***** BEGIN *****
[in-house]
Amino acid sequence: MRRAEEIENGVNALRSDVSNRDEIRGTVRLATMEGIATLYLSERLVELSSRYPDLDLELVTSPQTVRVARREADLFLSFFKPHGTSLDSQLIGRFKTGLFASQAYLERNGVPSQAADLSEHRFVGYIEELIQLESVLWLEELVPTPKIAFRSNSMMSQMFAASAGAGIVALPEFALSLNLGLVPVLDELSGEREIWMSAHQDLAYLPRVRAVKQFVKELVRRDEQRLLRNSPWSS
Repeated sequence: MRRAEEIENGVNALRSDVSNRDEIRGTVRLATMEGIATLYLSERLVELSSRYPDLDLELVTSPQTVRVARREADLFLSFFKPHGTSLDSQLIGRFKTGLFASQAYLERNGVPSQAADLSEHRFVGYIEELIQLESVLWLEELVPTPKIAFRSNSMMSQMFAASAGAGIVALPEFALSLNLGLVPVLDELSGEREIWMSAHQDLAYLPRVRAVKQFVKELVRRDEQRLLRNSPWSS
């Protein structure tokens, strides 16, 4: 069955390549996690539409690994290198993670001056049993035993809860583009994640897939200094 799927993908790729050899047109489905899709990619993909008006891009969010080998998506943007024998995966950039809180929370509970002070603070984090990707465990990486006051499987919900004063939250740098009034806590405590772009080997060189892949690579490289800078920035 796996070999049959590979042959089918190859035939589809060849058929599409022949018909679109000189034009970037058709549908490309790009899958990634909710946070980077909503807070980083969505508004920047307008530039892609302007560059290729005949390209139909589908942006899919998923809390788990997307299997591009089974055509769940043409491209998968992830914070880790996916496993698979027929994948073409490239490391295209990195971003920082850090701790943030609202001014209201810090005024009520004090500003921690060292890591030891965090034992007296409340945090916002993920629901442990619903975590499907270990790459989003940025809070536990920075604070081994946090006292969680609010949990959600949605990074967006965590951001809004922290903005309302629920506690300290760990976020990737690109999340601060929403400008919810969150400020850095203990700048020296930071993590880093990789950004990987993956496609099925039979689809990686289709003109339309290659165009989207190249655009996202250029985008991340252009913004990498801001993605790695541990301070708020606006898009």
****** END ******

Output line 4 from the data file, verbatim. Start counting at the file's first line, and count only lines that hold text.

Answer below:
């Protein structure tokens, strides 16, 4: 069955390549996690539409690994290198993670001056049993035993809860583009994640897939200094 799927993908790729050899047109489905899709990619993909008006891009969010080998998506943007024998995966950039809180929370509970002070603070984090990707465990990486006051499987919900004063939250740098009034806590405590772009080997060189892949690579490289800078920035 796996070999049959590979042959089918190859035939589809060849058929599409022949018909679109000189034009970037058709549908490309790009899958990634909710946070980077909503807070980083969505508004920047307008530039892609302007560059290729005949390209139909589908942006899919998923809390788990997307299997591009089974055509769940043409491209998968992830914070880790996916496993698979027929994948073409490239490391295209990195971003920082850090701790943030609202001014209201810090005024009520004090500003921690060292890591030891965090034992007296409340945090916002993920629901442990619903975590499907270990790459989003940025809070536990920075604070081994946090006292969680609010949990959600949605990074967006965590951001809004922290903005309302629920506690300290760990976020990737690109999340601060929403400008919810969150400020850095203990700048020296930071993590880093990789950004990987993956496609099925039979689809990686289709003109339309290659165009989207190249655009996202250029985008991340252009913004990498801001993605790695541990301070708020606006898009």